French President Emmanuel Macron has been strongly criticised for preventing the launch of the accession talks with North Macedonia and Albania in October; now, in turn of events, proposals for reforming the accession process are coming from none other than official Paris, says Deutsche Welle.
A six-page informal proposal from French diplomacy seeks to appease the anger directed at President Macron, whose decision to halt accession talks had caused a clash with the rest of the European Union, in particular with the German Chancellor Angela Merkel and the new President of the European Commission, Ursula von der Leyen.
Now Paris is presenting reform proposals, the implementation of which the French President has set as a condition for the new enlargement of the EU, and the intention is to reduce the existing 35 chapters to seven key thematic areas, which should work separately.
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After each area is successfully completed, the EU would open access to one of its institutions; for example, Eurojust, the Judicial Cooperation Club, and then the Erasmus programme. Once the conditions for access to the internal market had been ensured, the first structural funds would be paid to the candidate countries.
EU diplomats responded differently, mainly questioning France’s willingness to accept other EU countries.
Deutsche Welle says that the latest document is calling for not only the reform of the accession process, but also for the reform of the entire EU, and shows that the French do not think seriously about the Balkans.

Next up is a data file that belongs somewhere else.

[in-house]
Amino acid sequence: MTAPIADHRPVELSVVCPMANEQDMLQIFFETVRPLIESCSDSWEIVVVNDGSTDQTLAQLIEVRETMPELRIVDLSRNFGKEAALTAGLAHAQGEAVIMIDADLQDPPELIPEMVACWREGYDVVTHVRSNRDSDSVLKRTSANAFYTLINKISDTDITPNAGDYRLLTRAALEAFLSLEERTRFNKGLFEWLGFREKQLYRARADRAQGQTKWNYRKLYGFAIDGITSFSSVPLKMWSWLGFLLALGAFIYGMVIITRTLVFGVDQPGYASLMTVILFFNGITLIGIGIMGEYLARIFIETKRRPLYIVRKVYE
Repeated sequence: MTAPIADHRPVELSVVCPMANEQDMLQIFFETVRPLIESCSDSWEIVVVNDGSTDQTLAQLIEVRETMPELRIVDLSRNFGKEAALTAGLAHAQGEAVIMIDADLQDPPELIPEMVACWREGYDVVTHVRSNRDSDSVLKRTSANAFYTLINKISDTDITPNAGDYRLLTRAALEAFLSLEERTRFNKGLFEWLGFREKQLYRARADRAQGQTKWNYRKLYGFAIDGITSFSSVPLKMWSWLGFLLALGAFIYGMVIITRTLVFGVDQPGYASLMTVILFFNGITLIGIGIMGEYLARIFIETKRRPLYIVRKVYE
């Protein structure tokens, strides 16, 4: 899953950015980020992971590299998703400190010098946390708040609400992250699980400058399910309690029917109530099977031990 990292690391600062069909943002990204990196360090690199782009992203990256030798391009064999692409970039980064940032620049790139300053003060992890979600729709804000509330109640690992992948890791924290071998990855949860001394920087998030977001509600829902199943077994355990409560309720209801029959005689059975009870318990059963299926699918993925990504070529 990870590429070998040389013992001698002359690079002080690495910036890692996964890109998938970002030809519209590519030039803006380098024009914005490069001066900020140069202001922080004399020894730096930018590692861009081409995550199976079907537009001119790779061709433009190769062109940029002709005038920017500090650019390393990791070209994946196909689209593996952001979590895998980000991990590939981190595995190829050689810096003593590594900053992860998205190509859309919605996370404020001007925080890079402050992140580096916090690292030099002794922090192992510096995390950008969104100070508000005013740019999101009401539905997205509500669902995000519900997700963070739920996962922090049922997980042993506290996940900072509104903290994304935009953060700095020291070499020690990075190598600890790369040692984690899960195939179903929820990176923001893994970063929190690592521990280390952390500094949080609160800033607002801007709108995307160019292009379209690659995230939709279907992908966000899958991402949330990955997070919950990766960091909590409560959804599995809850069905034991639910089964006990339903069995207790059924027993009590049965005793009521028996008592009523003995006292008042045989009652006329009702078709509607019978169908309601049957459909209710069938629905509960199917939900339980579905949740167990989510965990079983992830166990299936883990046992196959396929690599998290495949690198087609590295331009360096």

The European Parliament clearly disagrees with Macron’s “No!”; with the European MP, Katarina Barley saying it is important not to break the promises made to the candidate countries.
“That is why it is unacceptable to use the reform of the enlargement process as an excuse to deny the countries like North Macedonia and Albania, which have successfully implemented radical reforms in order to meet the EU requirements, the start of accession negotiations,” she said.
DW recalls that during the biggest enlargement phase, which included Eastern European countries 15 years ago, it was France that asked for Romania and Bulgaria to join the EU as quickly as possible.
It is enormously demotivating for the Western Balkan countries that their efforts have not been rewarded, Deutsche Welle writes, adding that other partners, such as Russia, China or Turkey, are keen to support the Balkan countries.
(Vesti online, 19.11.2019)
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